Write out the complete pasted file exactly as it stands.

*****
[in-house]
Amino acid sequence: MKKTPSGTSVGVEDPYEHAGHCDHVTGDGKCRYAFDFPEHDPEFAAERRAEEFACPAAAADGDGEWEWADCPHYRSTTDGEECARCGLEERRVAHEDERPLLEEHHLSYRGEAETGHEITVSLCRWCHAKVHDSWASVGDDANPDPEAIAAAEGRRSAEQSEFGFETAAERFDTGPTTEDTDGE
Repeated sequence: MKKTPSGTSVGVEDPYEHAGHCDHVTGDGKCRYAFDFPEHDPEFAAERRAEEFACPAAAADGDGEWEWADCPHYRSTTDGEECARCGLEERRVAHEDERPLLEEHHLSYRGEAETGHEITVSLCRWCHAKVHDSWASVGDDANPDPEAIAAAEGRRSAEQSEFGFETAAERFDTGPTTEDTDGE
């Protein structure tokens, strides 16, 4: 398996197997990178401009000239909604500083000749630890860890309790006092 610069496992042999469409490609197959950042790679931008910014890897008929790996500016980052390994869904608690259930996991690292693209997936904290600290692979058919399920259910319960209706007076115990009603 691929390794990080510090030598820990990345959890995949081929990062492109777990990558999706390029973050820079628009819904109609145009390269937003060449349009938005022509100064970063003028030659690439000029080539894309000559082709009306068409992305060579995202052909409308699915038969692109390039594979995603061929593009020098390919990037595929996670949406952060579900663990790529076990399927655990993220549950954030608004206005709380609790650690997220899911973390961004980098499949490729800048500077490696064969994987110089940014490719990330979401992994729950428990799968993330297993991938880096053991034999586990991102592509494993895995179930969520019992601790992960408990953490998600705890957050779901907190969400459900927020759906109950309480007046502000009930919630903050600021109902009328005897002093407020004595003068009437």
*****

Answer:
[in-house]
Amino acid sequence: MKKTPSGTSVGVEDPYEHAGHCDHVTGDGKCRYAFDFPEHDPEFAAERRAEEFACPAAAADGDGEWEWADCPHYRSTTDGEECARCGLEERRVAHEDERPLLEEHHLSYRGEAETGHEITVSLCRWCHAKVHDSWASVGDDANPDPEAIAAAEGRRSAEQSEFGFETAAERFDTGPTTEDTDGE
Repeated sequence: MKKTPSGTSVGVEDPYEHAGHCDHVTGDGKCRYAFDFPEHDPEFAAERRAEEFACPAAAADGDGEWEWADCPHYRSTTDGEECARCGLEERRVAHEDERPLLEEHHLSYRGEAETGHEITVSLCRWCHAKVHDSWASVGDDANPDPEAIAAAEGRRSAEQSEFGFETAAERFDTGPTTEDTDGE
């Protein structure tokens, strides 16, 4: 398996197997990178401009000239909604500083000749630890860890309790006092 610069496992042999469409490609197959950042790679931008910014890897008929790996500016980052390994869904608690259930996991690292693209997936904290600290692979058919399920259910319960209706007076115990009603 691929390794990080510090030598820990990345959890995949081929990062492109777990990558999706390029973050820079628009819904109609145009390269937003060449349009938005022509100064970063003028030659690439000029080539894309000559082709009306068409992305060579995202052909409308699915038969692109390039594979995603061929593009020098390919990037595929996670949406952060579900663990790529076990399927655990993220549950954030608004206005709380609790650690997220899911973390961004980098499949490729800048500077490696064969994987110089940014490719990330979401992994729950428990799968993330297993991938880096053991034999586990991102592509494993895995179930969520019992601790992960408990953490998600705890957050779901907190969400459900927020759906109950309480007046502000009930919630903050600021109902009328005897002093407020004595003068009437």